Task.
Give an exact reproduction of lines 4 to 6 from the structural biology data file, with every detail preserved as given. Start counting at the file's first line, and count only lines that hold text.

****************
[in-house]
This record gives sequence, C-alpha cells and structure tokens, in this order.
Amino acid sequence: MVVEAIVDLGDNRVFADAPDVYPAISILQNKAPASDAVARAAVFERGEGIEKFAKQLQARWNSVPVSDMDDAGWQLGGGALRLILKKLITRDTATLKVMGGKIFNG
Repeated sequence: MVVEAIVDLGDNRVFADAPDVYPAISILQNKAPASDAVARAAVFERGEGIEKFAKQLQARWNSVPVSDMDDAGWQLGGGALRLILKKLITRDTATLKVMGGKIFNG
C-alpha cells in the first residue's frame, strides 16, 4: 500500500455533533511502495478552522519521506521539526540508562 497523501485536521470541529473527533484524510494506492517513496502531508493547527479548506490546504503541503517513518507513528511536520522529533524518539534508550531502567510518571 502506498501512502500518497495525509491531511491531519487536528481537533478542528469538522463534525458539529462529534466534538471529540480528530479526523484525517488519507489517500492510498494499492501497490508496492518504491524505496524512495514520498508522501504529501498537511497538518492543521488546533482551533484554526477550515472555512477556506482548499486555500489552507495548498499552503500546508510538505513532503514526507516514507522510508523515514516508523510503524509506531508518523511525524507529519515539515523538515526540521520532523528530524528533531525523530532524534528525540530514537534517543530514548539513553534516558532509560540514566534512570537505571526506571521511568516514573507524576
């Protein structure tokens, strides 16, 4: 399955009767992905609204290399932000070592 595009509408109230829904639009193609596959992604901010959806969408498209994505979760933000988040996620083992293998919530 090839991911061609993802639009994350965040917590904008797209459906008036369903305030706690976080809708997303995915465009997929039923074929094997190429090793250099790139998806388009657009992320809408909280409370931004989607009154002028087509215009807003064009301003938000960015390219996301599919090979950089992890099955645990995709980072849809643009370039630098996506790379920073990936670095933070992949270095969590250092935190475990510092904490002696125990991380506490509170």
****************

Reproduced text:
Repeated sequence: MVVEAIVDLGDNRVFADAPDVYPAISILQNKAPASDAVARAAVFERGEGIEKFAKQLQARWNSVPVSDMDDAGWQLGGGALRLILKKLITRDTATLKVMGGKIFNG
C-alpha cells in the first residue's frame, strides 16, 4: 500500500455533533511502495478552522519521506521539526540508562 497523501485536521470541529473527533484524510494506492517513496502531508493547527479548506490546504503541503517513518507513528511536520522529533524518539534508550531502567510518571 502506498501512502500518497495525509491531511491531519487536528481537533478542528469538522463534525458539529462529534466534538471529540480528530479526523484525517488519507489517500492510498494499492501497490508496492518504491524505496524512495514520498508522501504529501498537511497538518492543521488546533482551533484554526477550515472555512477556506482548499486555500489552507495548498499552503500546508510538505513532503514526507516514507522510508523515514516508523510503524509506531508518523511525524507529519515539515523538515526540521520532523528530524528533531525523530532524534528525540530514537534517543530514548539513553534516558532509560540514566534512570537505571526506571521511568516514573507524576
């Protein structure tokens, strides 16, 4: 399955009767992905609204290399932000070592 595009509408109230829904639009193609596959992604901010959806969408498209994505979760933000988040996620083992293998919530 090839991911061609993802639009994350965040917590904008797209459906008036369903305030706690976080809708997303995915465009997929039923074929094997190429090793250099790139998806388009657009992320809408909280409370931004989607009154002028087509215009807003064009301003938000960015390219996301599919090979950089992890099955645990995709980072849809643009370039630098996506790379920073990936670095933070992949270095969590250092935190475990510092904490002696125990991380506490509170």